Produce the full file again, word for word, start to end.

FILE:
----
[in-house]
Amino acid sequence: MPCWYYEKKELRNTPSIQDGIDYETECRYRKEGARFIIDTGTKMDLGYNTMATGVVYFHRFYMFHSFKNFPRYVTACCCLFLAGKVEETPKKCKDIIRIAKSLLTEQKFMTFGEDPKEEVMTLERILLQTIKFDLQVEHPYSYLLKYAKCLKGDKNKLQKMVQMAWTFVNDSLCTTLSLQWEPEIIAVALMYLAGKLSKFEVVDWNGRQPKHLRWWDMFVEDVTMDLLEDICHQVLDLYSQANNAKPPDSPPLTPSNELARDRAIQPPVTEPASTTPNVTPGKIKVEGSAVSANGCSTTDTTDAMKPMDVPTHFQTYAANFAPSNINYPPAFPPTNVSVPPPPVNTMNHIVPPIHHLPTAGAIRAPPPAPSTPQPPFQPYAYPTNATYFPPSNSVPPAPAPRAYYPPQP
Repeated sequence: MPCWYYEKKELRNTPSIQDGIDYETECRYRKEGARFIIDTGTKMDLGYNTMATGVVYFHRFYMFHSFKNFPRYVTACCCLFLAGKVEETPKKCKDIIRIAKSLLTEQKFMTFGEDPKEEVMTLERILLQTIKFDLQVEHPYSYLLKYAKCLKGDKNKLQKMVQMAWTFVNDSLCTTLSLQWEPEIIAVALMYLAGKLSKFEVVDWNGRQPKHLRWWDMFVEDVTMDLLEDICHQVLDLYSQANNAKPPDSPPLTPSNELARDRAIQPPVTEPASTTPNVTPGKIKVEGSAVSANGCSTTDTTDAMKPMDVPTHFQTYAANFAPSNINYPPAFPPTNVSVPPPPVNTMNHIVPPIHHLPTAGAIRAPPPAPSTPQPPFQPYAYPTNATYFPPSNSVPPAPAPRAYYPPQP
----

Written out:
[in-house]
Amino acid sequence: MPCWYYEKKELRNTPSIQDGIDYETECRYRKEGARFIIDTGTKMDLGYNTMATGVVYFHRFYMFHSFKNFPRYVTACCCLFLAGKVEETPKKCKDIIRIAKSLLTEQKFMTFGEDPKEEVMTLERILLQTIKFDLQVEHPYSYLLKYAKCLKGDKNKLQKMVQMAWTFVNDSLCTTLSLQWEPEIIAVALMYLAGKLSKFEVVDWNGRQPKHLRWWDMFVEDVTMDLLEDICHQVLDLYSQANNAKPPDSPPLTPSNELARDRAIQPPVTEPASTTPNVTPGKIKVEGSAVSANGCSTTDTTDAMKPMDVPTHFQTYAANFAPSNINYPPAFPPTNVSVPPPPVNTMNHIVPPIHHLPTAGAIRAPPPAPSTPQPPFQPYAYPTNATYFPPSNSVPPAPAPRAYYPPQP
Repeated sequence: MPCWYYEKKELRNTPSIQDGIDYETECRYRKEGARFIIDTGTKMDLGYNTMATGVVYFHRFYMFHSFKNFPRYVTACCCLFLAGKVEETPKKCKDIIRIAKSLLTEQKFMTFGEDPKEEVMTLERILLQTIKFDLQVEHPYSYLLKYAKCLKGDKNKLQKMVQMAWTFVNDSLCTTLSLQWEPEIIAVALMYLAGKLSKFEVVDWNGRQPKHLRWWDMFVEDVTMDLLEDICHQVLDLYSQANNAKPPDSPPLTPSNELARDRAIQPPVTEPASTTPNVTPGKIKVEGSAVSANGCSTTDTTDAMKPMDVPTHFQTYAANFAPSNINYPPAFPPTNVSVPPPPVNTMNHIVPPIHHLPTAGAIRAPPPAPSTPQPPFQPYAYPTNATYFPPSNSVPPAPAPRAYYPPQP